Why is Artificial Insemination used?
Artificial insemination is a fertility treatment approach in which sperm is sent directly to the cervix or uterus in the hopes of conceiving. These sperm are sometimes cleansed or “processed” to boost the chances of a woman becoming pregnant.
There are two main methods of artificial insemination: intrauterine insemination (IUI) and intracervical insemination (ICI) (ICI). Some women may also use drugs to enhance ovarian follicle development and increase their chances of becoming pregnant.Adolescents can utilize any of the adult contraceptive techniques. Adherence (for example, forgetting to take daily oral contraceptives or discontinuing them entirely—often without replacing another type of birth control) is the most prevalent issue.
The process of Artificial Insemination:
A man’s sperm must travel up the vagina, via the cervix, into the uterus, and into a fallopian tube to fertilize an egg. However, a man’s sperm isn’t always mobile enough to accomplish this journey. Other circumstances, a woman’s cervix may not be conducive to sperm passage into the uterus. Artificial insemination may help a woman conceive in these and other conditions.
A doctor may advise a couple to use artificial insemination:
- if a woman is above the age of 35 and has had unprotected intercourse for six months
- if a woman is under the age of 35 and has had unprotected intercourse for a year
- IUI can help a couple who has healthy sperm and eggs but is unable to have intercourse due to a medical issue such as erectile dysfunction.
- Cervical factor infertility occurs when the cervix either does not generate the mucus that helps sperm get to the womb or contains a chemical that kills the sperm. Artificial insemination can assist in avoiding this issue.
- Endometriosis is a condition in which cells from the uterine lining begin to proliferate outside the womb, such as in the ovaries or the fallopian tubes. In mild to moderate instances of endometriosis, artificial insemination can be effective. Many endometriosis patients can conceive naturally.
- A woman may develop an allergic response to specific proteins in sperm or semen in rare situations. Before administering the sperm, artificial insemination can eliminate the majority of them.
- Some men do not generate enough sperm for effective fertilization, or their sperm is not motile enough. This implies that the sperm cannot efficiently migrate towards the egg.
- Certain medical procedures, such as radiation therapy, carry the risk of infertility.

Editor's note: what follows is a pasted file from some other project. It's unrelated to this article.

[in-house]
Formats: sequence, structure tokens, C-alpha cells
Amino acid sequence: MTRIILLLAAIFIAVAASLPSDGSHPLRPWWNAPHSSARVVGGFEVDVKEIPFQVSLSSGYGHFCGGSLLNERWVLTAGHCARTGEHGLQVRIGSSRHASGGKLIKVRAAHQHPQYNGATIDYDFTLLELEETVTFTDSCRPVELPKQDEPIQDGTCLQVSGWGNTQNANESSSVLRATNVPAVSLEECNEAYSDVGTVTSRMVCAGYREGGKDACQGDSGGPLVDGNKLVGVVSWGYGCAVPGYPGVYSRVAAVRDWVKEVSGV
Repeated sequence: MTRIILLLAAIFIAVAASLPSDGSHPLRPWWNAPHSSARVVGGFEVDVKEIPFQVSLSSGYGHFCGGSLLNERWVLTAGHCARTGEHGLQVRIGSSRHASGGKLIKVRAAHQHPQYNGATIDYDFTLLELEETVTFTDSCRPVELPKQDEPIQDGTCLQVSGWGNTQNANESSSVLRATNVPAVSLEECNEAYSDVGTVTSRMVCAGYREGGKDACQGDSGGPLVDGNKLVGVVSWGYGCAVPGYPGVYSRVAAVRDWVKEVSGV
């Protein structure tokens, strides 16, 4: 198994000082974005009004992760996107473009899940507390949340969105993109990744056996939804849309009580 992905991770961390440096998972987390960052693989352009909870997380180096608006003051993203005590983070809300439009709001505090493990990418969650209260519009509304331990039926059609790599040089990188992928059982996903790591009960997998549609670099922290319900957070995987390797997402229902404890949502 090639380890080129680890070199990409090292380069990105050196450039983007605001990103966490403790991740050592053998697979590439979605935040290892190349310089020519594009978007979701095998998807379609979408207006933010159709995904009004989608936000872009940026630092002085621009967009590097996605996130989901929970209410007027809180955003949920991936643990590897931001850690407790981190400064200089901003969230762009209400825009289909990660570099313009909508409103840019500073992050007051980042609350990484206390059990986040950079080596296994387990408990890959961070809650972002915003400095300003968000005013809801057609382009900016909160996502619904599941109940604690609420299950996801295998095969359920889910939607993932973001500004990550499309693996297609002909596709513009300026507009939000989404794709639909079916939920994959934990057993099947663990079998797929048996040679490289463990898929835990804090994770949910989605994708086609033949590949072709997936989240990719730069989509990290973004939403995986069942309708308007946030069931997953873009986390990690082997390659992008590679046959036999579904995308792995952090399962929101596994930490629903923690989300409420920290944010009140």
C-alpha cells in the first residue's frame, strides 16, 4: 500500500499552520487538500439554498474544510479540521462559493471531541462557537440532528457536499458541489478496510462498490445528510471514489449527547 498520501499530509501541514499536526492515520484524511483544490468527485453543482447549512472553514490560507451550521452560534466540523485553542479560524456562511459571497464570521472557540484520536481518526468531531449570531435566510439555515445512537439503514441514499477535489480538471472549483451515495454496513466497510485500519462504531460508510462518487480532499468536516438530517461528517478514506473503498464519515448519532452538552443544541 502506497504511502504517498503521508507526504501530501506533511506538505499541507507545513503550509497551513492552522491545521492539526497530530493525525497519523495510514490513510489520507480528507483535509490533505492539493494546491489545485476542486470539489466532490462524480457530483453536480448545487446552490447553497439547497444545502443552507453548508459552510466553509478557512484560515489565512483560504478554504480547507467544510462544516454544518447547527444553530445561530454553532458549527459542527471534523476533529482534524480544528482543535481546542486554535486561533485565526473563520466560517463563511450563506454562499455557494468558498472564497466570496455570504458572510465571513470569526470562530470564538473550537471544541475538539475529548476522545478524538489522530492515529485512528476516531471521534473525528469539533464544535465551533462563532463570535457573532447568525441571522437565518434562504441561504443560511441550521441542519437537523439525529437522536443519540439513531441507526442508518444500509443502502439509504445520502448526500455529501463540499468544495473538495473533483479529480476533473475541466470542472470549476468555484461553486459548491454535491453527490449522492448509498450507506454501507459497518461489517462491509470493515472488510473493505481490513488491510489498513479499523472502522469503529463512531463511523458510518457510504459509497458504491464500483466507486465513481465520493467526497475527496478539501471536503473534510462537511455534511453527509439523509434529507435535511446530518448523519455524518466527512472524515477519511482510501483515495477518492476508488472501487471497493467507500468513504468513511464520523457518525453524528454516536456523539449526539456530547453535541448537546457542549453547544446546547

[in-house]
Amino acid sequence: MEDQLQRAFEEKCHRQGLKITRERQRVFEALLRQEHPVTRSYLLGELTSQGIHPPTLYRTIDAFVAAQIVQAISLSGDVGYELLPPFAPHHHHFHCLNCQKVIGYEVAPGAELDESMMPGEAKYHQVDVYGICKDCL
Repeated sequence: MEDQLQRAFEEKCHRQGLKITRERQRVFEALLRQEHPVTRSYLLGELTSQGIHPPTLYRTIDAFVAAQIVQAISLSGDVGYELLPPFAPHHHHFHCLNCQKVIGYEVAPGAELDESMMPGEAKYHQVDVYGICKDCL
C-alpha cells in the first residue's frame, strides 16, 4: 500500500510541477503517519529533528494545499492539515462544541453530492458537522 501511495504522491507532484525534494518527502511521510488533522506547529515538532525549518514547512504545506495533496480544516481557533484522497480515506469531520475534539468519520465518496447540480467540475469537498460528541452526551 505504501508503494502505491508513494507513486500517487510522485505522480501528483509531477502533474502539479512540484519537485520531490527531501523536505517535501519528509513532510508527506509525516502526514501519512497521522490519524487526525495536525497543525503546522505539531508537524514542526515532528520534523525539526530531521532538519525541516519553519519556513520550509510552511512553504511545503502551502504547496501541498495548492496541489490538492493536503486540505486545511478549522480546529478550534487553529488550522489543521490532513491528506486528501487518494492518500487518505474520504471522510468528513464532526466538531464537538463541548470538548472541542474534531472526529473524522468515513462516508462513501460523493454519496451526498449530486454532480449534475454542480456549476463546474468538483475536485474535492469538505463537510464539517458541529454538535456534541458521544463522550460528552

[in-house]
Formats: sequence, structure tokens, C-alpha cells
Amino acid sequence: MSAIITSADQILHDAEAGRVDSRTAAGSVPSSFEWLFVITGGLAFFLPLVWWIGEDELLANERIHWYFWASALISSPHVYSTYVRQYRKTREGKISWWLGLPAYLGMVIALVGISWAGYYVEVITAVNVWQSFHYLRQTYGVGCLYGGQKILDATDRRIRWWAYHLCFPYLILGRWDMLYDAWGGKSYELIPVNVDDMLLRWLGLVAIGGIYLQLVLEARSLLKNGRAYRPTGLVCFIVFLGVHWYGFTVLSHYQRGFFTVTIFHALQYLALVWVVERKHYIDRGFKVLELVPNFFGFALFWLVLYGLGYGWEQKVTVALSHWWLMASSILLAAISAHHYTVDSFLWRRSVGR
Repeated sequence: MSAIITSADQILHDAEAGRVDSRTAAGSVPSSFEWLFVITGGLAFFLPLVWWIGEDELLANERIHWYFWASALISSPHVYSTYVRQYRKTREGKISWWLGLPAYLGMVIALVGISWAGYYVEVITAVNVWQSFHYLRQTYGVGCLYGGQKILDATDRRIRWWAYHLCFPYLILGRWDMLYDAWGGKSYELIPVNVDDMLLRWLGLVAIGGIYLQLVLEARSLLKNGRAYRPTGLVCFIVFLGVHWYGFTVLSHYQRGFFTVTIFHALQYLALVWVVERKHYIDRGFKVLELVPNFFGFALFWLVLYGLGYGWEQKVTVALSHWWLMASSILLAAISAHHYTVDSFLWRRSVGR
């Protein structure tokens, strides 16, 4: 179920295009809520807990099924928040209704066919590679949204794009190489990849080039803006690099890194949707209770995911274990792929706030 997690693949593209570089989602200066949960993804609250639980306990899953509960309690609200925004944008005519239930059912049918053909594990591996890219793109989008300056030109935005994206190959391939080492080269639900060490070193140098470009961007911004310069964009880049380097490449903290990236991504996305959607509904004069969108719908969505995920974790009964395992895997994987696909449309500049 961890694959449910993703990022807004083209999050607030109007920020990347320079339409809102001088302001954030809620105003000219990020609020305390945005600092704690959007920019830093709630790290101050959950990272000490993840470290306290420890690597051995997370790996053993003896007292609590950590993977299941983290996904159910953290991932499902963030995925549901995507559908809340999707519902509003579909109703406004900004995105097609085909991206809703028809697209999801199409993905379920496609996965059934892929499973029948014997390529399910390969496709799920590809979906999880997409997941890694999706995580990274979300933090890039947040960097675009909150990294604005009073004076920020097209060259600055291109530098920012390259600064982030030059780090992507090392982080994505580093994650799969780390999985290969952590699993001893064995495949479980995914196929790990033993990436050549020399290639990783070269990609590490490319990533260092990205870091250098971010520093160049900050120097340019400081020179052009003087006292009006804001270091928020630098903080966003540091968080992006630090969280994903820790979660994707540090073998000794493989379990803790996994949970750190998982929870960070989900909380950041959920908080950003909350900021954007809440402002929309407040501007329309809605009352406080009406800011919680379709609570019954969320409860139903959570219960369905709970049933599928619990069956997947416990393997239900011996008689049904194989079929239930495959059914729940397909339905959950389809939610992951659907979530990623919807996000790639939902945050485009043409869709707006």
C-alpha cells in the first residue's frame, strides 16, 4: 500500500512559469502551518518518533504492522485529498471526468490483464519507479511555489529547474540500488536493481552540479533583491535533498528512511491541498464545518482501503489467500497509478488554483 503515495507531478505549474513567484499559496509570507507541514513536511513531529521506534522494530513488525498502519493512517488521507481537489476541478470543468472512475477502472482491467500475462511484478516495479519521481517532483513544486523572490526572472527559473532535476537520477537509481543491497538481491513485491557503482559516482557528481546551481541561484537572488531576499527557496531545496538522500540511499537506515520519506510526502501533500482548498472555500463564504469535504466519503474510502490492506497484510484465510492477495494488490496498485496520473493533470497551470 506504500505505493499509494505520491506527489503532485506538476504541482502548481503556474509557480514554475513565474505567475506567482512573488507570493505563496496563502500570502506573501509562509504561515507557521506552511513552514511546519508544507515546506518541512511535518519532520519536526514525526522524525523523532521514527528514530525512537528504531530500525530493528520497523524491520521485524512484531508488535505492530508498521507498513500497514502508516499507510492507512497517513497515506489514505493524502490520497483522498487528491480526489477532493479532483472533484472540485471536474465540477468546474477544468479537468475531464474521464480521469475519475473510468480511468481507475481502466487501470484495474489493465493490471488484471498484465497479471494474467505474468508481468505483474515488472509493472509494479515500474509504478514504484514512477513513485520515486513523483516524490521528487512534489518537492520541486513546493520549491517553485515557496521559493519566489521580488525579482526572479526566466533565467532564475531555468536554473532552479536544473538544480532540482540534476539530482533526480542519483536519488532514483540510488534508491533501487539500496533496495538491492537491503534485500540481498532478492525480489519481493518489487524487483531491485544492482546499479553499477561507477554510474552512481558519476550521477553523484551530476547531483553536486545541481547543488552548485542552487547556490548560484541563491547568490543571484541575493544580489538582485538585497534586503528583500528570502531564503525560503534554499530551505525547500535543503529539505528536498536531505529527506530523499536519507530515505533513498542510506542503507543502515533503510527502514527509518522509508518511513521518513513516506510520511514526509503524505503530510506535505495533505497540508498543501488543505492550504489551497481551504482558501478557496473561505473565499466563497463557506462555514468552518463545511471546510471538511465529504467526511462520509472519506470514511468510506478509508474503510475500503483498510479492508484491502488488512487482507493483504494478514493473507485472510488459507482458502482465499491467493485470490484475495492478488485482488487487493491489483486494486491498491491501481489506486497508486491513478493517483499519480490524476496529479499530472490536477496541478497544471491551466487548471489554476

- A male can preserve some of his sperm before the therapy for future use in artificial insemination.
- There may be no obvious cause of infertility in some couples, yet the doctor may still suggest IUI.
What exactly happens during an IUI?
After preparation, insemination can commence.
During the operation, the fertility specialist uses a small catheter to deposit the sperm straight into the uterus while keeping the vaginal walls open using a speculum. The catheter is inserted into the uterus through the cervix, and the sperm is pushed through the catheter by the doctor.
IUI is usually performed fairly soon after ovulation for the greatest results. Because the ovaries have just recently created eggs, fertility is at its peak at this stage in the menstrual cycle.
Most women ovulate about two weeks following the start of their period.
Intrauterine insemination is a reasonably easy and safe treatment with minimal risk of major consequences.
Among the dangers are:
Infection – As a result of the surgery, there is a minor chance of infection.
Spotting – A minor quantity of vaginal bleeding may occur during the catheter placement process. This normally has little influence on the likelihood of conception.
Pregnancy with multiples – IUI is not linked to an increased risk of multiple pregnancies (twins, triplets, or more). However, when combined with ovulation-inducing medicines, the chance of multiple pregnancies skyrockets. Multiple pregnancies have more dangers than a single pregnancy, such as premature labor and low birth weight.
You may experience some (or all) of the following symptoms in early pregnancy:
Teens that participate in hazardous activity are more likely to be sad or less able to cope with adolescent stress. Lower financial position and living in a single parenthood are frequently the result of similar sexual conduct in the parent and may be regarded as acceptable by the kid. Teenagers who grow up in disadvantaged urban neighborhoods where violence and child maltreatment are frequent may believe they are bound to a life of risk-taking. The dangers of early sexual engagement without contraception are widely documented. These children are more likely to have an undesired pregnancy at a younger age, increasing the likelihood that they would drop out and never return to school, restricting them to lower-paying jobs and a future as low-income, single parents themselves. As a result, the cycle frequently repeats itself.
Wait at least two weeks before using an at-home pregnancy test. Testing too soon might result in the following outcome: False-negative. If pregnancy hormones are not yet detectable, the test result may be negative while you are, in fact, pregnant.
False-positive. If you’re using ovulation-inducing medicine like HCG, the drug that’s still circulating in your body might signal a pregnancy when you’re not.
Your doctor may advise you to return two weeks after the findings of your home kit for a blood test, which is more sensitive in identifying pregnancy hormones after fertilization.
If IUI does not work, you may try it again before going on to other reproductive treatments. To increase the odds of pregnancy, the same medication is frequently administered for three to six months.